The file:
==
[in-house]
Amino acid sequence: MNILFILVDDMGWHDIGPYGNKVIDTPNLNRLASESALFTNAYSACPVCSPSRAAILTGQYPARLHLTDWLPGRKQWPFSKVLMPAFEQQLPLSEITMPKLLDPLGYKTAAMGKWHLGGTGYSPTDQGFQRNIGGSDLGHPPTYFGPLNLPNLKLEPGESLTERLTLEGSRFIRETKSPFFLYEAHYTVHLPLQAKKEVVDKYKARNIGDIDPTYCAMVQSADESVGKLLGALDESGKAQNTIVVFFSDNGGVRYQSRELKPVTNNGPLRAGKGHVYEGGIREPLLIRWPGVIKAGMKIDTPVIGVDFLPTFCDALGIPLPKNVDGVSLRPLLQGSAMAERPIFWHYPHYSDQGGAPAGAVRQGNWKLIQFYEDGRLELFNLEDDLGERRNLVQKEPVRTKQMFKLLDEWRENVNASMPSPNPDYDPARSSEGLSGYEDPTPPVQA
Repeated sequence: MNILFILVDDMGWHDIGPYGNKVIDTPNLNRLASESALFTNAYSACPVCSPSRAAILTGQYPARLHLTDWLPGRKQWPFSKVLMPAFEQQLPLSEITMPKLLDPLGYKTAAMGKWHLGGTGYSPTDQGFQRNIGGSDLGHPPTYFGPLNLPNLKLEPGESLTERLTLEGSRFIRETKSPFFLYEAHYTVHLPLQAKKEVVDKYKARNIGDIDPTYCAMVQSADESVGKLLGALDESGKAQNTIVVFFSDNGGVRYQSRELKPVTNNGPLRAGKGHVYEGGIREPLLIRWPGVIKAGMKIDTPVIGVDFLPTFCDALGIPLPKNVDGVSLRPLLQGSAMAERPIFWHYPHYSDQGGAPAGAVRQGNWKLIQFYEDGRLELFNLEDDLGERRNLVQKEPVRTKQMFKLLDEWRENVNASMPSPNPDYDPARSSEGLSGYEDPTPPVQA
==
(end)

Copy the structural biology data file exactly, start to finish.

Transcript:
[in-house]
Amino acid sequence: MNILFILVDDMGWHDIGPYGNKVIDTPNLNRLASESALFTNAYSACPVCSPSRAAILTGQYPARLHLTDWLPGRKQWPFSKVLMPAFEQQLPLSEITMPKLLDPLGYKTAAMGKWHLGGTGYSPTDQGFQRNIGGSDLGHPPTYFGPLNLPNLKLEPGESLTERLTLEGSRFIRETKSPFFLYEAHYTVHLPLQAKKEVVDKYKARNIGDIDPTYCAMVQSADESVGKLLGALDESGKAQNTIVVFFSDNGGVRYQSRELKPVTNNGPLRAGKGHVYEGGIREPLLIRWPGVIKAGMKIDTPVIGVDFLPTFCDALGIPLPKNVDGVSLRPLLQGSAMAERPIFWHYPHYSDQGGAPAGAVRQGNWKLIQFYEDGRLELFNLEDDLGERRNLVQKEPVRTKQMFKLLDEWRENVNASMPSPNPDYDPARSSEGLSGYEDPTPPVQA
Repeated sequence: MNILFILVDDMGWHDIGPYGNKVIDTPNLNRLASESALFTNAYSACPVCSPSRAAILTGQYPARLHLTDWLPGRKQWPFSKVLMPAFEQQLPLSEITMPKLLDPLGYKTAAMGKWHLGGTGYSPTDQGFQRNIGGSDLGHPPTYFGPLNLPNLKLEPGESLTERLTLEGSRFIRETKSPFFLYEAHYTVHLPLQAKKEVVDKYKARNIGDIDPTYCAMVQSADESVGKLLGALDESGKAQNTIVVFFSDNGGVRYQSRELKPVTNNGPLRAGKGHVYEGGIREPLLIRWPGVIKAGMKIDTPVIGVDFLPTFCDALGIPLPKNVDGVSLRPLLQGSAMAERPIFWHYPHYSDQGGAPAGAVRQGNWKLIQFYEDGRLELFNLEDDLGERRNLVQKEPVRTKQMFKLLDEWRENVNASMPSPNPDYDPARSSEGLSGYEDPTPPVQA